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You may have read our previous article on the proposed plans for Landlord/Agent registration and licensing in Wales. While the full details are yet to be confirmed, we now know that the system, called Rent Smart Wales, is due to commence in Autumn 2015.
With lettings agents having to meet strict requirements in order to obtain a licence and continue trading, landlords using an letting agent who doesn’t meet the specific criteria will be forced to employ the services of an alternative company.
As a landlord, even if you don’t find tenants or manage properties yourself, you will still be required to:
The purpose of the register is to identify rented properties and assist local authorities with information dissemination. The register won’t be public information, but tenants will have the ability to verify landlords against it.
If you find tenants and/or manage at least one property yourself (i.e. collect rent, organise safety certificates, arrange maintenance), you will also be required to:
Imposing landlord licensing ensures those who deal with rented properties day-to-day are fit, proper and accountable. It also means unsuitable persons will be unable to manage homes.
Just like landlords, letting agents must also obtain a licence if they wish to continue trading. Strict requirements are in place on agents applying for a licence, including:
At CPS Homes, we’re in a position to obtain a licence as soon as the system is officially rolled out.
Many agents in the area, however, are not members of ARLA and do not have a Client Money Protection policy in place, so will be unable to gain a licence. What they intend to do about the situation remains to be seen, but we predict many will cease trading, forcing their landlords to use an alternative agent.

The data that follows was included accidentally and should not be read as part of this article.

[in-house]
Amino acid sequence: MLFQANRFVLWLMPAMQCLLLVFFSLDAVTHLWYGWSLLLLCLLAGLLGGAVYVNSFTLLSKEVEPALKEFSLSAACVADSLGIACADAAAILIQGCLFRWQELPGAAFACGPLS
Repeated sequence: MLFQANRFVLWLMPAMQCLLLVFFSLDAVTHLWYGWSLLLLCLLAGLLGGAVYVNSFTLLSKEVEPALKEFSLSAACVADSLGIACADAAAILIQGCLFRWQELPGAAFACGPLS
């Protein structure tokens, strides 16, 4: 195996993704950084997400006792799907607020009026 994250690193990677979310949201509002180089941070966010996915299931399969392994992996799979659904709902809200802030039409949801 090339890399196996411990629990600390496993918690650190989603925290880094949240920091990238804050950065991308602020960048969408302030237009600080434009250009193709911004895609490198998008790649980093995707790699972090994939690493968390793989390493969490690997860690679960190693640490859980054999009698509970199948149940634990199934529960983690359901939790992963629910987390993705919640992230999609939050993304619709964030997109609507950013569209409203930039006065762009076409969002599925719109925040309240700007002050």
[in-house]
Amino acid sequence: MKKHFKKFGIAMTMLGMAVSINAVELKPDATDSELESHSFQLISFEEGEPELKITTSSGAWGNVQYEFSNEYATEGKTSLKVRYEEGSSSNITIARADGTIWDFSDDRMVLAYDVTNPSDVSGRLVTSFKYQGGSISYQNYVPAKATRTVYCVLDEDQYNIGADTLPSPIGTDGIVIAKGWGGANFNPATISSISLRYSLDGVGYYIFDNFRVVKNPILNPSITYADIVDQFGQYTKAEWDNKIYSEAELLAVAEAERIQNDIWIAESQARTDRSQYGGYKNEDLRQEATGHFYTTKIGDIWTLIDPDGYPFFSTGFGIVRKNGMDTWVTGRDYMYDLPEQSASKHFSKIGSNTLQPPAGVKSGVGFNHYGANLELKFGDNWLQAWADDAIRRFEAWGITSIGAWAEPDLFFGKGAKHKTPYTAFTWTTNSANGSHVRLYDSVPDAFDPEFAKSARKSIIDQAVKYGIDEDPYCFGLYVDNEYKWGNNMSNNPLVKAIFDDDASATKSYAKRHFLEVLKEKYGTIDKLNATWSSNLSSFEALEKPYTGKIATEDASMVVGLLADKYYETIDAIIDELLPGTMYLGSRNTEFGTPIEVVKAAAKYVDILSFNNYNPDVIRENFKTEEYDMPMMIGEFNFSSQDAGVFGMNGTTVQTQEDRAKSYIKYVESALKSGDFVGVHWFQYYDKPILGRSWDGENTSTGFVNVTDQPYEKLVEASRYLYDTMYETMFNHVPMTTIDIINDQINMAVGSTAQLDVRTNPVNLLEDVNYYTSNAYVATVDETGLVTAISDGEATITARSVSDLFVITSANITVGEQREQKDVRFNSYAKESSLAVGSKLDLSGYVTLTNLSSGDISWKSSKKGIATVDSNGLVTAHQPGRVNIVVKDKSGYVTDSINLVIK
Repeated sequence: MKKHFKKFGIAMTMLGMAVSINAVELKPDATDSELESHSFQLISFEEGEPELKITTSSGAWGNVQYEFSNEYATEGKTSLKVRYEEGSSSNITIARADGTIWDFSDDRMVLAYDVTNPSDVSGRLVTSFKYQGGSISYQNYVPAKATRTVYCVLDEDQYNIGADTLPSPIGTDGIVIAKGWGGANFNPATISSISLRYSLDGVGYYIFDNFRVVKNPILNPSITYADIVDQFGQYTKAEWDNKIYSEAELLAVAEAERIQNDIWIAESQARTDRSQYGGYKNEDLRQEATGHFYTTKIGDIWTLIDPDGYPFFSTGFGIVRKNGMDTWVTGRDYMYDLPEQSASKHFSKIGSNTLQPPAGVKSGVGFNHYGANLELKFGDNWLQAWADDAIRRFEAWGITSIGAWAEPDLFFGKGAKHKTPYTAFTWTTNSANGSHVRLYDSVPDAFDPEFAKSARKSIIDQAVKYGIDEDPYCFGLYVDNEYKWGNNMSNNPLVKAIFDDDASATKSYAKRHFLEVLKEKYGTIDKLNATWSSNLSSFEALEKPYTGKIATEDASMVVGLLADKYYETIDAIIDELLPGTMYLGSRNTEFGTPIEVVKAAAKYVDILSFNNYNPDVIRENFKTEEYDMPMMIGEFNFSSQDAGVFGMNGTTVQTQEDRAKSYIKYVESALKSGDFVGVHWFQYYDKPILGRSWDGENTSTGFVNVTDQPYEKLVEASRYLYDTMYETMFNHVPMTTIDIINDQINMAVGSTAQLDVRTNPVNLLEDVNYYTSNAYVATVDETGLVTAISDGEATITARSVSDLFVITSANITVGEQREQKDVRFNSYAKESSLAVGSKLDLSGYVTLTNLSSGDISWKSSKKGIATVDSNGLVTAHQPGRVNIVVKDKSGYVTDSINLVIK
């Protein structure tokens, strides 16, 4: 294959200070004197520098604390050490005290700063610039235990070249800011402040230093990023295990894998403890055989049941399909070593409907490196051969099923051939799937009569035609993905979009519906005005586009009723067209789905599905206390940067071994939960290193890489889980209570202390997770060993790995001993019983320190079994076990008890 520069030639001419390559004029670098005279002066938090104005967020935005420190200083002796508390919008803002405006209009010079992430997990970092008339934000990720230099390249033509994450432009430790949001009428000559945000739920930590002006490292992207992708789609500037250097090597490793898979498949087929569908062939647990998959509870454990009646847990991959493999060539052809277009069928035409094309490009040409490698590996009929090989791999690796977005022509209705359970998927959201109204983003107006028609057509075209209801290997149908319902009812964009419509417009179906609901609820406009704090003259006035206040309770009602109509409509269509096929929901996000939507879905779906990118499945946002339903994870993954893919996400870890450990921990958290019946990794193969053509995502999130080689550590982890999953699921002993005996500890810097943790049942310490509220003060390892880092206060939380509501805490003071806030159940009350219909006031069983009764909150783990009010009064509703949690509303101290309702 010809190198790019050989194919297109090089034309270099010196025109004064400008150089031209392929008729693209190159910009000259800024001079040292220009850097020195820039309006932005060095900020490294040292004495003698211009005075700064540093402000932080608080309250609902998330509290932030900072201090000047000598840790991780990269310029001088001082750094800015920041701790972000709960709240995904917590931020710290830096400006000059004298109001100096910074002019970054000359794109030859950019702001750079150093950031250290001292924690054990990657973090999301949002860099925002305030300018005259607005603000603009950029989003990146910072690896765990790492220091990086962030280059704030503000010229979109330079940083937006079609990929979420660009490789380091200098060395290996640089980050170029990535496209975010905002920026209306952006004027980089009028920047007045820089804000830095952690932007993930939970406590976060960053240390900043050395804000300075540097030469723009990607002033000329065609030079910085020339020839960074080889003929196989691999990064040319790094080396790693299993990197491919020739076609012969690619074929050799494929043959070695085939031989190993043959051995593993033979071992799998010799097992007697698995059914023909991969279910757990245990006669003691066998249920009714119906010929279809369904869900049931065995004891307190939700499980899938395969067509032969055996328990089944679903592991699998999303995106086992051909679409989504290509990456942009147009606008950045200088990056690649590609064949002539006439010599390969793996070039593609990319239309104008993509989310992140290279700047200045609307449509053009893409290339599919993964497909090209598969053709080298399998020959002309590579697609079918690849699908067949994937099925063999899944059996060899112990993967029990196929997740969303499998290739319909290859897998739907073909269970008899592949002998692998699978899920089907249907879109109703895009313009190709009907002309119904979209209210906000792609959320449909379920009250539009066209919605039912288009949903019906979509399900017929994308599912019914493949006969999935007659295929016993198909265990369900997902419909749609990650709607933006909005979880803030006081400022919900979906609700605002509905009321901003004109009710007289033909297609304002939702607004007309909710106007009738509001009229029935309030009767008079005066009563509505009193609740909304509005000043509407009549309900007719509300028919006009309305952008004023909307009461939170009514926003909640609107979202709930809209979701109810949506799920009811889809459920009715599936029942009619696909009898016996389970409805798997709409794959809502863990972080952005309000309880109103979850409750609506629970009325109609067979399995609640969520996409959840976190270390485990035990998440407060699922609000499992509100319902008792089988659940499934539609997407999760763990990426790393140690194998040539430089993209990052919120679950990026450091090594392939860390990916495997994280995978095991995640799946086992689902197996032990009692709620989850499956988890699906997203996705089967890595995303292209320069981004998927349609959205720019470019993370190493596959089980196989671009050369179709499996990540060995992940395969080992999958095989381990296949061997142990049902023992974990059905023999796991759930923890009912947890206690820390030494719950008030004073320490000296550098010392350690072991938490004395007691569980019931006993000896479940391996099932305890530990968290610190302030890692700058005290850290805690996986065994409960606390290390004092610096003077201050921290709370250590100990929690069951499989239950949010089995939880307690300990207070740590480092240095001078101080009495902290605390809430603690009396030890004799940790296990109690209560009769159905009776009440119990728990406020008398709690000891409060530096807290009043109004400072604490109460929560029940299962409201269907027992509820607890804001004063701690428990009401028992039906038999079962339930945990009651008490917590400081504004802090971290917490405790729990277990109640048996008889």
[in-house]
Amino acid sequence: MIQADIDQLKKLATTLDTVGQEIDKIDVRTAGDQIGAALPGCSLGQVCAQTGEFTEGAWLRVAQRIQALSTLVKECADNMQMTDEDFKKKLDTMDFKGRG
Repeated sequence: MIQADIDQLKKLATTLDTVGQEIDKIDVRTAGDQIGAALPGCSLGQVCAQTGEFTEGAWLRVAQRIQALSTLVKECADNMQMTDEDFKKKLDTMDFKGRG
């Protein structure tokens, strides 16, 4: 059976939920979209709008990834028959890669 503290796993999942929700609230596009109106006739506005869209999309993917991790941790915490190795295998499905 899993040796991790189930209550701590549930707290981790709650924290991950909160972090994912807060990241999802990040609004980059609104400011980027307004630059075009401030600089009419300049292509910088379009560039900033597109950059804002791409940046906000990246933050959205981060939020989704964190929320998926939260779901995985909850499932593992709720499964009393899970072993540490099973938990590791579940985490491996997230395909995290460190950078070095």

If you have already had training via Landlord Accreditation Wales (LAW), it will be recognised for the purpose of landlord licensing, so you’re unlikely to be required to do anything further. Additionally, your LAW data will be migrated across to the new database, so you should have little to do in order to register and obtain a licence.
Welsh Ministers have designated Cardiff Council as the authority to administer the system on behalf of the whole country, meaning they will grant registrations and licences. One registration and one licence cover landlords for the whole of Wales.
‘Rogue’ landlords, i.e. those who haven’t registered or are found to be managing a property without a licence, can be dealt with via a plethora of enforcement tools available to their local authority:
Enforcement powers will be enacted a year after the Landlord/Agent registration and licensing comes into effect, giving landlords plenty of time between Autumn 2015 and Autumn 2016 to comply.
As explained above, we have a rough idea of what the fees are going to be for registration and licensing, but nothing exact just yet. Also, it’s not wholly clear what information will be requested when applying for registration or a licence, but the whole process should be possible online – with a postal option available too.
In terms of landlord training requirements, the exact content is yet to be decided, but it’s likely to mirror the Landlord Accreditation Wales course content referred to above.
More clarified information is set to be published as we approach the date of implementation.
With more landlords and lettings agents made to undergo training on their respective rights and responsibilities, Rent Smart Wales is expected to result in improved management standards within the private rented sector. The aim is to improve knowledge and raise confidence – tenants’ confidence in landlords & lettings agents and vice-versa.
If you have any concerns about what Rent Smart Wales means to you as a landlord, please don’t hesitate to contact us. We’re experts in the field and we’re here to help. Please call us on 02920 668585 or e-mail firstname.lastname@example.org.